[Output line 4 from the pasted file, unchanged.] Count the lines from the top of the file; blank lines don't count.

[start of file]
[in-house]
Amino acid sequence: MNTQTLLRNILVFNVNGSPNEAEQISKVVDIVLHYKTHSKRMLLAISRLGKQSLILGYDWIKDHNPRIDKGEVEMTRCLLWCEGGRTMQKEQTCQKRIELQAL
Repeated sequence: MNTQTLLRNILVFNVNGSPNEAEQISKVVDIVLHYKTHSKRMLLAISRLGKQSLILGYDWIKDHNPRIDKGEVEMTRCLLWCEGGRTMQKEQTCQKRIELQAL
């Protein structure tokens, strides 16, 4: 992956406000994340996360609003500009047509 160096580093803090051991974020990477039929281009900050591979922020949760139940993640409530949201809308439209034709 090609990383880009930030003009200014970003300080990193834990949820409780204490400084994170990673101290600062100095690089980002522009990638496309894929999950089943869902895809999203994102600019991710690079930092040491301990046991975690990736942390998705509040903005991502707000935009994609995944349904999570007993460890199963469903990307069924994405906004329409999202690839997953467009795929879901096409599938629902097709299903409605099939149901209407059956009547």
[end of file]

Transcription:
């Protein structure tokens, strides 16, 4: 992956406000994340996360609003500009047509 160096580093803090051991974020990477039929281009900050591979922020949760139940993640409530949201809308439209034709 090609990383880009930030003009200014970003300080990193834990949820409780204490400084994170990673101290600062100095690089980002522009990638496309894929999950089943869902895809999203994102600019991710690079930092040491301990046991975690990736942390998705509040903005991502707000935009994609995944349904999570007993460890199963469903990307069924994405906004329409999202690839997953467009795929879901096409599938629902097709299903409605099939149901209407059956009547």